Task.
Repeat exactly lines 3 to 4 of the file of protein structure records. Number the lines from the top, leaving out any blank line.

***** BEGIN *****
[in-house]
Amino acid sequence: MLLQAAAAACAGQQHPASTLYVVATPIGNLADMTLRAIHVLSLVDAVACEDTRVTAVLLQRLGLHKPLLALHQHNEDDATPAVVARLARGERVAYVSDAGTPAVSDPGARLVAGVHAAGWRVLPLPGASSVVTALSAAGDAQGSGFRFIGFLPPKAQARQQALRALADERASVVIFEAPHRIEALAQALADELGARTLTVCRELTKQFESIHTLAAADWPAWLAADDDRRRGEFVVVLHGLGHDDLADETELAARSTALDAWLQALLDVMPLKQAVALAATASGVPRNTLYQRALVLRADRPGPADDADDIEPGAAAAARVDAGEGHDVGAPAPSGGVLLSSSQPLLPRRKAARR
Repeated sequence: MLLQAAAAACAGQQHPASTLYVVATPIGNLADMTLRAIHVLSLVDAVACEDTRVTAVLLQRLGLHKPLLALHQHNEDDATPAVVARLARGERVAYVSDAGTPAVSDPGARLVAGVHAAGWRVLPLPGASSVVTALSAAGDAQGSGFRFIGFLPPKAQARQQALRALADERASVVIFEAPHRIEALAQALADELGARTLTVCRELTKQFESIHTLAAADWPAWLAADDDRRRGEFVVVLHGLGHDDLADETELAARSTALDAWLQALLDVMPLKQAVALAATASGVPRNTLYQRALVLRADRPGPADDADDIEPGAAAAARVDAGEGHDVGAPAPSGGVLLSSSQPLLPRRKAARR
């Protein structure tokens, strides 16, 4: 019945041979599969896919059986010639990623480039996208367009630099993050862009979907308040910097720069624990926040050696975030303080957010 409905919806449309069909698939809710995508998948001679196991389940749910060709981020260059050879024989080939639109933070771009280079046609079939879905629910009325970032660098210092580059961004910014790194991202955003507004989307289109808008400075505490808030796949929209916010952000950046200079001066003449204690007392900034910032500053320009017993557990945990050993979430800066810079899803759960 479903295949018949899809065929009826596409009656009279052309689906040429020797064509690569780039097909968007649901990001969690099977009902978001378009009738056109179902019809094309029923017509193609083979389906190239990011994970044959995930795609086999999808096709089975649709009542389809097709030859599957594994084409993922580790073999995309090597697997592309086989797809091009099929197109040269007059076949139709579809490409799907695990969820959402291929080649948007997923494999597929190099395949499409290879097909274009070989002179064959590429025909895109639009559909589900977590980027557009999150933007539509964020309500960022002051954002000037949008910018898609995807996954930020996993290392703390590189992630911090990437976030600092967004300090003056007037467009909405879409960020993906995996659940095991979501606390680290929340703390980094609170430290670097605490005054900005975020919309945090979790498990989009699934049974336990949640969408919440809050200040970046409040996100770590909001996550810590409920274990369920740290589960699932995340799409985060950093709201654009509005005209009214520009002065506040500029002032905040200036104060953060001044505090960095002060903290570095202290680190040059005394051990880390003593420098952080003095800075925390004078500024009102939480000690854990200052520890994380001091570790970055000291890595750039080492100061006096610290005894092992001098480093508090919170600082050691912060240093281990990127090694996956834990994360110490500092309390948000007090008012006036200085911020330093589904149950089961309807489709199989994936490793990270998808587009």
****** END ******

Repeated sequence: MLLQAAAAACAGQQHPASTLYVVATPIGNLADMTLRAIHVLSLVDAVACEDTRVTAVLLQRLGLHKPLLALHQHNEDDATPAVVARLARGERVAYVSDAGTPAVSDPGARLVAGVHAAGWRVLPLPGASSVVTALSAAGDAQGSGFRFIGFLPPKAQARQQALRALADERASVVIFEAPHRIEALAQALADELGARTLTVCRELTKQFESIHTLAAADWPAWLAADDDRRRGEFVVVLHGLGHDDLADETELAARSTALDAWLQALLDVMPLKQAVALAATASGVPRNTLYQRALVLRADRPGPADDADDIEPGAAAAARVDAGEGHDVGAPAPSGGVLLSSSQPLLPRRKAARR
């Protein structure tokens, strides 16, 4: 019945041979599969896919059986010639990623480039996208367009630099993050862009979907308040910097720069624990926040050696975030303080957010 409905919806449309069909698939809710995508998948001679196991389940749910060709981020260059050879024989080939639109933070771009280079046609079939879905629910009325970032660098210092580059961004910014790194991202955003507004989307289109808008400075505490808030796949929209916010952000950046200079001066003449204690007392900034910032500053320009017993557990945990050993979430800066810079899803759960 479903295949018949899809065929009826596409009656009279052309689906040429020797064509690569780039097909968007649901990001969690099977009902978001378009009738056109179902019809094309029923017509193609083979389906190239990011994970044959995930795609086999999808096709089975649709009542389809097709030859599957594994084409993922580790073999995309090597697997592309086989797809091009099929197109040269007059076949139709579809490409799907695990969820959402291929080649948007997923494999597929190099395949499409290879097909274009070989002179064959590429025909895109639009559909589900977590980027557009999150933007539509964020309500960022002051954002000037949008910018898609995807996954930020996993290392703390590189992630911090990437976030600092967004300090003056007037467009909405879409960020993906995996659940095991979501606390680290929340703390980094609170430290670097605490005054900005975020919309945090979790498990989009699934049974336990949640969408919440809050200040970046409040996100770590909001996550810590409920274990369920740290589960699932995340799409985060950093709201654009509005005209009214520009002065506040500029002032905040200036104060953060001044505090960095002060903290570095202290680190040059005394051990880390003593420098952080003095800075925390004078500024009102939480000690854990200052520890994380001091570790970055000291890595750039080492100061006096610290005894092992001098480093508090919170600082050691912060240093281990990127090694996956834990994360110490500092309390948000007090008012006036200085911020330093589904149950089961309807489709199989994936490793990270998808587009």